The broadcasting of the [president’s] funeral attempted to transform an inadequately explained national crisis by bringing a sense of catharsis and apparent dramatic finality to those tumultuous events. After the initial shock and the public’s traumatic reactions to the news, the televised killing of Oswald — the ritualistic sacrifice of the scapegoat — and the grand “final act” of the funeral and burial service provided a spurious sense of what would later become known as “closure.” When the wall-to-wall television coverage ended on Monday night, the implication was that the play was over and life could now go back to “normal” the following day. Following that shared ritual, the benumbed nation should have been ready, according to the cold calculation of the news media, to resume business as usual.

But that awful modern word “closure,” whose vogue would come later, conspicuously does not apply to the Kennedy funeral. As most bereaved people eventually come to realize, closure is an illusory notion; grief never entirely heals. This is even more true when the death is that of a national leader, his murder is never properly investigated, no one is ever brought to justice for the crime, the transition of government is not what it seems, and further catastrophic events result from the killing. The televised ritual was only a temporary solace, a way of keeping the American public off the streets and their minds off the subject of what actually happened to Kennedy in Dallas. Far from finding a comforting sense of closure, we have been forced to live all these years with an open wound that festers more virulently the longer it remains neglected and unhealed….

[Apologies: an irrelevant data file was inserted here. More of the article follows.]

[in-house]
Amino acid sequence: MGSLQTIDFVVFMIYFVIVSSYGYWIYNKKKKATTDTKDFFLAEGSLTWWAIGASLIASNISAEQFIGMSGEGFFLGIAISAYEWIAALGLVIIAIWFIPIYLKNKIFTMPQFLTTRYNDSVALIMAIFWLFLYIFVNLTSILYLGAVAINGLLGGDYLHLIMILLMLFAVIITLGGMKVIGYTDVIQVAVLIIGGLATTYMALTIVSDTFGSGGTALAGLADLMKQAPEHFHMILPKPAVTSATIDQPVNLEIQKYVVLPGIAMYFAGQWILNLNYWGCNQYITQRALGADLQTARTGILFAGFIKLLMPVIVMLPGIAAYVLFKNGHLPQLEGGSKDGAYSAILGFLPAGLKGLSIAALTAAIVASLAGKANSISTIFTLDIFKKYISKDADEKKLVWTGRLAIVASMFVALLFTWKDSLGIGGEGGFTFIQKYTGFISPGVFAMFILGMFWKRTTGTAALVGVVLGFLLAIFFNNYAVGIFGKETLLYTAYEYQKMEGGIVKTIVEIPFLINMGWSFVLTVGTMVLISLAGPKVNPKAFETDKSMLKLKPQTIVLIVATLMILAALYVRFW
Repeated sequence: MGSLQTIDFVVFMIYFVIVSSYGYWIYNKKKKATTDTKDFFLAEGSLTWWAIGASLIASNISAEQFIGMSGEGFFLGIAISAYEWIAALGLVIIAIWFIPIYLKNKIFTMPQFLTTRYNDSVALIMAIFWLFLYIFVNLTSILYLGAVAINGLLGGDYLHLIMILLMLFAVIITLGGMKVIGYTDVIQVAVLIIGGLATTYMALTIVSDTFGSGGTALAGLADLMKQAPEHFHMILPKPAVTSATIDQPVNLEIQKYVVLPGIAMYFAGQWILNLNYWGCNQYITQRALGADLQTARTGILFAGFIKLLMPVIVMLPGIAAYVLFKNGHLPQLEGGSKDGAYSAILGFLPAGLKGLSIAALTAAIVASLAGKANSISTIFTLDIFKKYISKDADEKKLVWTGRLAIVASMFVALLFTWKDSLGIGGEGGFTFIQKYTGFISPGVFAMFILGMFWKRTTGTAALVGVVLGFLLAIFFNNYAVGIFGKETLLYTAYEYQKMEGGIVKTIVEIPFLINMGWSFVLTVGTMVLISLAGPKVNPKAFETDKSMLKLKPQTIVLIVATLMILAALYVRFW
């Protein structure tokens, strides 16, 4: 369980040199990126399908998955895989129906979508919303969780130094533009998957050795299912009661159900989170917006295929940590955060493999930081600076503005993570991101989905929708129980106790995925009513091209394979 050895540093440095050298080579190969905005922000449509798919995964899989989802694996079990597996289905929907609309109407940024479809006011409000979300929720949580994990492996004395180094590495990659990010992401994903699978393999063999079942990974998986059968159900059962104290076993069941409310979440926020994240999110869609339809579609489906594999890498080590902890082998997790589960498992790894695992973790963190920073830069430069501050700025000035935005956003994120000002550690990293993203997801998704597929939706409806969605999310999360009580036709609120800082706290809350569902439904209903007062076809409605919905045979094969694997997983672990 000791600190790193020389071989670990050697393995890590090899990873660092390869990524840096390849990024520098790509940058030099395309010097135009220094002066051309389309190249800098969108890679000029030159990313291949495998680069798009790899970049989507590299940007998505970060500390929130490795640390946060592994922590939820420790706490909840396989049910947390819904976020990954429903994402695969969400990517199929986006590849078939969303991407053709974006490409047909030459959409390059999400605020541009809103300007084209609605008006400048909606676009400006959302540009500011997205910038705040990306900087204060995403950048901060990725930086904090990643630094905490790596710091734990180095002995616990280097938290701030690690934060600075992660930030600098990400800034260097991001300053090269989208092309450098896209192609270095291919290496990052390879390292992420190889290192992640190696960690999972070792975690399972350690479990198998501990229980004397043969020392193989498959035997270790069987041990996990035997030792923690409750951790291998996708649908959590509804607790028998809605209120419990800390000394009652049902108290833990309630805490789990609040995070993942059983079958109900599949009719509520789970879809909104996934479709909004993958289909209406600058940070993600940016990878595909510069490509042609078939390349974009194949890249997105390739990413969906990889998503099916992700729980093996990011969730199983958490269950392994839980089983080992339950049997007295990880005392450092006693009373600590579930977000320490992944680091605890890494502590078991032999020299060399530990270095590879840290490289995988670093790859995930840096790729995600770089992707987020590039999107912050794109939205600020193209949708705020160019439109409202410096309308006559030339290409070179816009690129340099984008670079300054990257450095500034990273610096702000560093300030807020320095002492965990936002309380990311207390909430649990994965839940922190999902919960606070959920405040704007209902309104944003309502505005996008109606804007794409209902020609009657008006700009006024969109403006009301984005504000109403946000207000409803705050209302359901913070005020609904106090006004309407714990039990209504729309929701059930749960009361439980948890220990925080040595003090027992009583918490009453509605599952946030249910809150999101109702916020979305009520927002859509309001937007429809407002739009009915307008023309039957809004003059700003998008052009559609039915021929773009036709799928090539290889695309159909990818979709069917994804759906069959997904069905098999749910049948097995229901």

Our president’s murder in broad daylight on a public street fifty years ago, and the new government’s refusal to bring his killers to justice, meant nothing less the end of our long experiment in democracy. We now live not in a democracy but in what more accurately can be termed a limited police state, and that is the ultimate legacy of the Coup of 1963.

Into the Nightmare: My Search for the Killers of President John F. Kennedy and Officer J. D. Tippit is available on Amazon.com in both paperback and Kindle eBook editions.

Copyright © 2013 Joseph McBride. All rights reserved.

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    Joseph McBride was a volunteer in John F. Kennedy’s Wisconsin presidential primary campaign in 1960. McBride has been a journalist since 1960, writing for such publications as Life, The New York Review of Books, The New York Times Book Review, The Los Angeles Times Magazine, and, on this subject, The Nation. An internationally renowned film biographer and historian, he has written acclaimed biographies of John Ford, Frank Capra, and Steven Spielberg. McBride lives in Berkeley, California, and is a professor at San Francisco State University.